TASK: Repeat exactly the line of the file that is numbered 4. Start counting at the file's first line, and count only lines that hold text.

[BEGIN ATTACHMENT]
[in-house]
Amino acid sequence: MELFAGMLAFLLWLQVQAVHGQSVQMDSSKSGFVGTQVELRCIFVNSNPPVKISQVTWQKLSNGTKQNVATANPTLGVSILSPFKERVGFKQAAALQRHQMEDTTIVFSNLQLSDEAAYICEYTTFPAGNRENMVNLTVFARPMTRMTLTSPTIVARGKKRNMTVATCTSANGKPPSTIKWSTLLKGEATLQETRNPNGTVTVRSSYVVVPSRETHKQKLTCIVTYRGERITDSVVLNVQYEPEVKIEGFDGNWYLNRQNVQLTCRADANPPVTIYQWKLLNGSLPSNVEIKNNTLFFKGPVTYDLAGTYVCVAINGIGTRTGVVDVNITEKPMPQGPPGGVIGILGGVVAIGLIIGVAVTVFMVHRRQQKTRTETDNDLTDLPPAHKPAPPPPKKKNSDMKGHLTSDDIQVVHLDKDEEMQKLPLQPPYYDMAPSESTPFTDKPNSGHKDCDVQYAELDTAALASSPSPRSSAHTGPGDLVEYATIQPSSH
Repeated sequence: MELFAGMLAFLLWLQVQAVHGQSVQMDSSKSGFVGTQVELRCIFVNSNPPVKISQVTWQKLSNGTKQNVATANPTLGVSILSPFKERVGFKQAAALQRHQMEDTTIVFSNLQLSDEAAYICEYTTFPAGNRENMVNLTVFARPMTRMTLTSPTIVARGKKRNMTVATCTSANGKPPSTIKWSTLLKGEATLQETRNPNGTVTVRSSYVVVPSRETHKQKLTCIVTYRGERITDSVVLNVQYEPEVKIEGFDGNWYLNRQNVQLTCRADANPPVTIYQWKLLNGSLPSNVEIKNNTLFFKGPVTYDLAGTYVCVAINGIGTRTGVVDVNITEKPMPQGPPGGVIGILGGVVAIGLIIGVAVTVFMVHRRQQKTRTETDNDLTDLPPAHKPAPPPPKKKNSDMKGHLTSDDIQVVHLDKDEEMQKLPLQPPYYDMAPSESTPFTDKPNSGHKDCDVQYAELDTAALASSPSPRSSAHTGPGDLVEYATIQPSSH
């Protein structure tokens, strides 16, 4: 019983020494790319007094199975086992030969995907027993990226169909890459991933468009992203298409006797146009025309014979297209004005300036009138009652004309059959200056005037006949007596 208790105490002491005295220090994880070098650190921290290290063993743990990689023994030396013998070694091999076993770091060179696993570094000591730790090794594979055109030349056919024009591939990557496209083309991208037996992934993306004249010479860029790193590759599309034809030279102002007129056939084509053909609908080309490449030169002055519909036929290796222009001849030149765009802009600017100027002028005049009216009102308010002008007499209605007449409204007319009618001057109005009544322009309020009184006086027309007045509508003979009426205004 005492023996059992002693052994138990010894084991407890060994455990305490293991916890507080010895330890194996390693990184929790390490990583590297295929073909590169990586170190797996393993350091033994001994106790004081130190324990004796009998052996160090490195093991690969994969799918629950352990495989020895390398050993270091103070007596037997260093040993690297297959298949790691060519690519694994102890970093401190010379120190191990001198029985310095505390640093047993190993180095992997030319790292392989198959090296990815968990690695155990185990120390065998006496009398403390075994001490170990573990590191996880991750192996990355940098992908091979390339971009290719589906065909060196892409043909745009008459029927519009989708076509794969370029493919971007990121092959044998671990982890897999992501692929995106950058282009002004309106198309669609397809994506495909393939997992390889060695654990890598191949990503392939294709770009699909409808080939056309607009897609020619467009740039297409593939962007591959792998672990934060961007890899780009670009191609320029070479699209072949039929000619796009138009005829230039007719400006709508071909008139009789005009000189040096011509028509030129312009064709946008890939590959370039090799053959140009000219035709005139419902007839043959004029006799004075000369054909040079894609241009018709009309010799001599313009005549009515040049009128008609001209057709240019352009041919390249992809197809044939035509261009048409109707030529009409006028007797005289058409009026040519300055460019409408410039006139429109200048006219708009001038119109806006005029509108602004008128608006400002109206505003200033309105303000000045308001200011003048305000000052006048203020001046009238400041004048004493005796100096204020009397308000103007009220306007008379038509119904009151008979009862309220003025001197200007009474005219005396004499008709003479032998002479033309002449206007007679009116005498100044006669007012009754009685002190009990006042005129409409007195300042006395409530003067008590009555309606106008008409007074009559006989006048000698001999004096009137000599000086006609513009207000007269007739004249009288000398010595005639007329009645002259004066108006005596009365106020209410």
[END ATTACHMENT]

């Protein structure tokens, strides 16, 4: 019983020494790319007094199975086992030969995907027993990226169909890459991933468009992203298409006797146009025309014979297209004005300036009138009652004309059959200056005037006949007596 208790105490002491005295220090994880070098650190921290290290063993743990990689023994030396013998070694091999076993770091060179696993570094000591730790090794594979055109030349056919024009591939990557496209083309991208037996992934993306004249010479860029790193590759599309034809030279102002007129056939084509053909609908080309490449030169002055519909036929290796222009001849030149765009802009600017100027002028005049009216009102308010002008007499209605007449409204007319009618001057109005009544322009309020009184006086027309007045509508003979009426205004 005492023996059992002693052994138990010894084991407890060994455990305490293991916890507080010895330890194996390693990184929790390490990583590297295929073909590169990586170190797996393993350091033994001994106790004081130190324990004796009998052996160090490195093991690969994969799918629950352990495989020895390398050993270091103070007596037997260093040993690297297959298949790691060519690519694994102890970093401190010379120190191990001198029985310095505390640093047993190993180095992997030319790292392989198959090296990815968990690695155990185990120390065998006496009398403390075994001490170990573990590191996880991750192996990355940098992908091979390339971009290719589906065909060196892409043909745009008459029927519009989708076509794969370029493919971007990121092959044998671990982890897999992501692929995106950058282009002004309106198309669609397809994506495909393939997992390889060695654990890598191949990503392939294709770009699909409808080939056309607009897609020619467009740039297409593939962007591959792998672990934060961007890899780009670009191609320029070479699209072949039929000619796009138009005829230039007719400006709508071909008139009789005009000189040096011509028509030129312009064709946008890939590959370039090799053959140009000219035709005139419902007839043959004029006799004075000369054909040079894609241009018709009309010799001599313009005549009515040049009128008609001209057709240019352009041919390249992809197809044939035509261009048409109707030529009409006028007797005289058409009026040519300055460019409408410039006139429109200048006219708009001038119109806006005029509108602004008128608006400002109206505003200033309105303000000045308001200011003048305000000052006048203020001046009238400041004048004493005796100096204020009397308000103007009220306007008379038509119904009151008979009862309220003025001197200007009474005219005396004499008709003479032998002479033309002449206007007679009116005498100044006669007012009754009685002190009990006042005129409409007195300042006395409530003067008590009555309606106008008409007074009559006989006048000698001999004096009137000599000086006609513009207000007269007739004249009288000398010595005639007329009645002259004066108006005596009365106020209410």